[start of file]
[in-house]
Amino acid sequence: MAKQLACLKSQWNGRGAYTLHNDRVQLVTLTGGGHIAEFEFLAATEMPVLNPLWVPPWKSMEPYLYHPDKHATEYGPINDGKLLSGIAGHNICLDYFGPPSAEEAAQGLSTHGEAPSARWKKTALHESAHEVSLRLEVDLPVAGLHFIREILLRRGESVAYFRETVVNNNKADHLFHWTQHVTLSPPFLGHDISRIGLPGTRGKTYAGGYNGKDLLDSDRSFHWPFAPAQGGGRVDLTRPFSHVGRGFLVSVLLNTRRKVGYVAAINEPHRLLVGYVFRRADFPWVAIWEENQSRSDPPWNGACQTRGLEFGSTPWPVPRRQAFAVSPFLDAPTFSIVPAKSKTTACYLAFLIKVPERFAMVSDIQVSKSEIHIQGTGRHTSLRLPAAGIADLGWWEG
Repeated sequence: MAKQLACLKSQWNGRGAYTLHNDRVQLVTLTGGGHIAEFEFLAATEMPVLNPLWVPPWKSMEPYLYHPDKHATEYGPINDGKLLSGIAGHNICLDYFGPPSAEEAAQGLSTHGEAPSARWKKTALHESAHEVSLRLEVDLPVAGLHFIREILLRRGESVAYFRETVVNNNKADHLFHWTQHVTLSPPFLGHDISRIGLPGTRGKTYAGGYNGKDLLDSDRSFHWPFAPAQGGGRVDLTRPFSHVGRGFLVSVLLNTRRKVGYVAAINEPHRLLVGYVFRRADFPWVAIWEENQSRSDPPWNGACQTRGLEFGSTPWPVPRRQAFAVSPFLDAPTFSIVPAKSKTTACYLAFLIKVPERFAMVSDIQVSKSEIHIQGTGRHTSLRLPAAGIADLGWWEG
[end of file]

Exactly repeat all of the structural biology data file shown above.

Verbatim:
[in-house]
Amino acid sequence: MAKQLACLKSQWNGRGAYTLHNDRVQLVTLTGGGHIAEFEFLAATEMPVLNPLWVPPWKSMEPYLYHPDKHATEYGPINDGKLLSGIAGHNICLDYFGPPSAEEAAQGLSTHGEAPSARWKKTALHESAHEVSLRLEVDLPVAGLHFIREILLRRGESVAYFRETVVNNNKADHLFHWTQHVTLSPPFLGHDISRIGLPGTRGKTYAGGYNGKDLLDSDRSFHWPFAPAQGGGRVDLTRPFSHVGRGFLVSVLLNTRRKVGYVAAINEPHRLLVGYVFRRADFPWVAIWEENQSRSDPPWNGACQTRGLEFGSTPWPVPRRQAFAVSPFLDAPTFSIVPAKSKTTACYLAFLIKVPERFAMVSDIQVSKSEIHIQGTGRHTSLRLPAAGIADLGWWEG
Repeated sequence: MAKQLACLKSQWNGRGAYTLHNDRVQLVTLTGGGHIAEFEFLAATEMPVLNPLWVPPWKSMEPYLYHPDKHATEYGPINDGKLLSGIAGHNICLDYFGPPSAEEAAQGLSTHGEAPSARWKKTALHESAHEVSLRLEVDLPVAGLHFIREILLRRGESVAYFRETVVNNNKADHLFHWTQHVTLSPPFLGHDISRIGLPGTRGKTYAGGYNGKDLLDSDRSFHWPFAPAQGGGRVDLTRPFSHVGRGFLVSVLLNTRRKVGYVAAINEPHRLLVGYVFRRADFPWVAIWEENQSRSDPPWNGACQTRGLEFGSTPWPVPRRQAFAVSPFLDAPTFSIVPAKSKTTACYLAFLIKVPERFAMVSDIQVSKSEIHIQGTGRHTSLRLPAAGIADLGWWEG